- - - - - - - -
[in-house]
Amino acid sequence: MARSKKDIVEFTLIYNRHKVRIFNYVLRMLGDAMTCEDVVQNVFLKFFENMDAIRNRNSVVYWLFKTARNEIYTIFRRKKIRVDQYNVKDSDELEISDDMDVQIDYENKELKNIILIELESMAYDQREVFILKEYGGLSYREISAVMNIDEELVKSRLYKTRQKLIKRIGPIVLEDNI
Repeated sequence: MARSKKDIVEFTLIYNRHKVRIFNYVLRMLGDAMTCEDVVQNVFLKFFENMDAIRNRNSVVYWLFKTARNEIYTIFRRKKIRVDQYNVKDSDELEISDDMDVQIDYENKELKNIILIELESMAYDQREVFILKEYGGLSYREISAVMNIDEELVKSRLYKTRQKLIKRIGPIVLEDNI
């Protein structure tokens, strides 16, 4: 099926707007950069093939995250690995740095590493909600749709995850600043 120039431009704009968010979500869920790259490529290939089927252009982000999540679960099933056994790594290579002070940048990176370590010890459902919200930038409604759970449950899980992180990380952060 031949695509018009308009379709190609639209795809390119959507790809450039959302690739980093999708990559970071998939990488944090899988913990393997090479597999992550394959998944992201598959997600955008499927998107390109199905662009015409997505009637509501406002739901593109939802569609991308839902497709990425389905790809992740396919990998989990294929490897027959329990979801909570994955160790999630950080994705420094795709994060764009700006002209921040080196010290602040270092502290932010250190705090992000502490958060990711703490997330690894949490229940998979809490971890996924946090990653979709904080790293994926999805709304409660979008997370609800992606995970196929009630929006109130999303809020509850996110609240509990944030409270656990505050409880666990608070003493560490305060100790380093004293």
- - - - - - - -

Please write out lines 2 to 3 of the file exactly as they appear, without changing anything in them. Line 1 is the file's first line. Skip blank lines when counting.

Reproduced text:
Amino acid sequence: MARSKKDIVEFTLIYNRHKVRIFNYVLRMLGDAMTCEDVVQNVFLKFFENMDAIRNRNSVVYWLFKTARNEIYTIFRRKKIRVDQYNVKDSDELEISDDMDVQIDYENKELKNIILIELESMAYDQREVFILKEYGGLSYREISAVMNIDEELVKSRLYKTRQKLIKRIGPIVLEDNI
Repeated sequence: MARSKKDIVEFTLIYNRHKVRIFNYVLRMLGDAMTCEDVVQNVFLKFFENMDAIRNRNSVVYWLFKTARNEIYTIFRRKKIRVDQYNVKDSDELEISDDMDVQIDYENKELKNIILIELESMAYDQREVFILKEYGGLSYREISAVMNIDEELVKSRLYKTRQKLIKRIGPIVLEDNI